Then one day, Teddy stopped into my office between runs. He was obviously a bit shook up, and I asked him what he needed. He said he wasn’t sure he was supposed to do this, but he thought it was important, and he went on to tell me what went on in his van both before and after William’s supervised parental visits. Teddy told me that the way William behaved when he got to our agency was the total opposite of how he behaved on his way to and from. Every time Teddy arrived at the foster home to transport William, the child had to be half coaxed, half pushed to the van, and then convinced to get in. And all the way there and all the way back, he raged. He punched windows, taunted other kids, pulled Teddy’s hair while he was driving, screamed, and today he had tried to unlock the door and throw himself out of the vehicle.
I couldn’t believe what I was hearing and started to ask Teddy why he had never brought this up before but stopped without saying anything because I realized why he hadn’t said anything. He knew I wasn’t interested in what he had to contribute, nor did I think he understood these kids enough to offer useful information about them. I didn’t see him as part of William’s care team because he was just a driver. And in making that judgment, I had hurt William.
It turns out William’s parents had been torturing him for years, leading him on about how they were finally going to get it together, complete the court-mandated training and counseling and regain custody of William. See, when William had been placed in care, his two siblings were also removed from the home temporarily, but they had been returned in a few months when it was determined that, while the other children had witnessed the abuse and would need therapy, William had been the sole target of the parents’ serious physical abuse, and he would not be returned until the parents complied with the more stringent requirements that they attend long-term therapy and parenting classes. And this they did not do. William was left in limbo, never knowing when or if he was going home, or if he even had a home anymore. He wouldn’t express his real emotions to his parents lest they reject him, but he could no longer keep his frustration and anger hidden completely, and so every visit triggered rage episodes.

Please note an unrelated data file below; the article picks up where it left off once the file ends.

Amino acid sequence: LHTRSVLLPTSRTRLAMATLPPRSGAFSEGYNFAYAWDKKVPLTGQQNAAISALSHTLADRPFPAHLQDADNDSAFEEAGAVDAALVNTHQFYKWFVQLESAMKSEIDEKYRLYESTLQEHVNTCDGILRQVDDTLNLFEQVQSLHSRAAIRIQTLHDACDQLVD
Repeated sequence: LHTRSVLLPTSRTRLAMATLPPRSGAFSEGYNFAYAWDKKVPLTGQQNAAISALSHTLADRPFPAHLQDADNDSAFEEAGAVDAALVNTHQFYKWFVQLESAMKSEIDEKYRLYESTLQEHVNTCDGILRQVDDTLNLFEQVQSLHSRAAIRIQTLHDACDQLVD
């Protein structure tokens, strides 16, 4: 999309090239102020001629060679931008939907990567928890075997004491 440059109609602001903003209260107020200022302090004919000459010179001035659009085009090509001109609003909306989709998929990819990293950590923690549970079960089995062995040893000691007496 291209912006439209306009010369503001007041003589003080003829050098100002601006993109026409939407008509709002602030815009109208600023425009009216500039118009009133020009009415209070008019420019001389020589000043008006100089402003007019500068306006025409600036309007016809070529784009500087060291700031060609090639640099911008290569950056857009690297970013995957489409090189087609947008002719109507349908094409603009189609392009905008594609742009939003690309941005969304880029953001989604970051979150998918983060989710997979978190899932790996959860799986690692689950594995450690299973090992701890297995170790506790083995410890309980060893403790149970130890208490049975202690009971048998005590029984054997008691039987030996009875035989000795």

I took steps to inform William’s therapist about what Teddy had told me and to confront his foster mom, who had never reported the anger associated with parental visits, though she had ostensibly received special training to qualify her as a special-needs foster parent. We found a different supervisor for the visits, one who didn’t hesitate to keep the parents from manipulating their son with promises they had no intention of keeping. We developed a new care plan for William, and Teddy was included in our assessment and progress meetings. And I began training new drivers about the importance of reporting what they experienced with the children, even if the caseworker neglected to ask for their input.
I did a pretty good job of cleaning up the mess I had made due to my stereotyping of Teddy as someone who had taken the unimportant job of driving children because he was probably uneducated and unqualified for anything else. However, my lesson was not yet over. Once I accepted Teddy’s worth and took steps to learn more about him, I discovered he had a college degree in math and was a chess master. On weekends, he traveled all over the U.S. going to chess tournaments, and often winning prize money, enough that his driving job was his second income, done only to pay for airfare. All he ever wanted to do was play chess, and he had figured out a way to do it.
It would be wonderful to be able to say I stopped stereotyping people after that, but it would be untrue. It took a lot of time and a lot of practice for me to do better, to begin recognizing and curbing my tendency to quickly sort people into good or bad, intelligent or not, worthy or essentially worthless. It wasn’t easy, but there was a payoff in the number of individuals I have since known, every one unique, sometimes from unfamiliar cultures, often extremely different than I, occasionally just exquisitely weird, and all of whom were majorly outside my comfort zone. They offered one-of-a-kind perspectives on life, perspectives I could explore or ignore. It was up to me.
I opened myself to the experience and reality of people who dwell in the corners I seldom investigated, and in so doing sometimes discovered human beings who unabashedly expected me to pay attention to who they were. If I did, I was often the better for it. Individuals will always surprise you, in either a good or not so good way, but always in a manner that reveals them to be so much more than what can be seen at first glance. Everyone has something to teach you, and if you turn away, you’ll never know what you missed. Perhaps you find value in that, perhaps not. You decide.